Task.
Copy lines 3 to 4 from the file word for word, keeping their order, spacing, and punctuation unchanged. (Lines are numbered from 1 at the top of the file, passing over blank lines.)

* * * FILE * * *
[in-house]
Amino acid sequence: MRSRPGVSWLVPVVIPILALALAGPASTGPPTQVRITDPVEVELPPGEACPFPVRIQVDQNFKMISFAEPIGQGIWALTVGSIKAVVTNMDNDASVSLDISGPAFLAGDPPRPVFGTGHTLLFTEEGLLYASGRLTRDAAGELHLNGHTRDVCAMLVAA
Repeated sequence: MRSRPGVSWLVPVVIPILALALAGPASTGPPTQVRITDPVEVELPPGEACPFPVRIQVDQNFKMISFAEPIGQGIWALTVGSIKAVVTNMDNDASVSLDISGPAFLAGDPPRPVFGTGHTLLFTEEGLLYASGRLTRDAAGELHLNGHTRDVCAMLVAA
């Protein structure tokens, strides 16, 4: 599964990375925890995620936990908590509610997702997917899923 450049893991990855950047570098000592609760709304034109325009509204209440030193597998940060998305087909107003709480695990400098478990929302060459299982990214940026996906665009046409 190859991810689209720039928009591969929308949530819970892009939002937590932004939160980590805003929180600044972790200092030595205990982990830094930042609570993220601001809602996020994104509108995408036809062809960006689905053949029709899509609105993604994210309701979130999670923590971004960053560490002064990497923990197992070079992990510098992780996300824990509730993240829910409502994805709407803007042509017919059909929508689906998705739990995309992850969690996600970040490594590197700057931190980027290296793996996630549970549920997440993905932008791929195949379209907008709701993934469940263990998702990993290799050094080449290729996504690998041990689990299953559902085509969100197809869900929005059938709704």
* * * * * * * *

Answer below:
Repeated sequence: MRSRPGVSWLVPVVIPILALALAGPASTGPPTQVRITDPVEVELPPGEACPFPVRIQVDQNFKMISFAEPIGQGIWALTVGSIKAVVTNMDNDASVSLDISGPAFLAGDPPRPVFGTGHTLLFTEEGLLYASGRLTRDAAGELHLNGHTRDVCAMLVAA
């Protein structure tokens, strides 16, 4: 599964990375925890995620936990908590509610997702997917899923 450049893991990855950047570098000592609760709304034109325009509204209440030193597998940060998305087909107003709480695990400098478990929302060459299982990214940026996906665009046409 190859991810689209720039928009591969929308949530819970892009939002937590932004939160980590805003929180600044972790200092030595205990982990830094930042609570993220601001809602996020994104509108995408036809062809960006689905053949029709899509609105993604994210309701979130999670923590971004960053560490002064990497923990197992070079992990510098992780996300824990509730993240829910409502994805709407803007042509017919059909929508689906998705739990995309992850969690996600970040490594590197700057931190980027290296793996996630549970549920997440993905932008791929195949379209907008709701993934469940263990998702990993290799050094080449290729996504690998041990689990299953559902085509969100197809869900929005059938709704």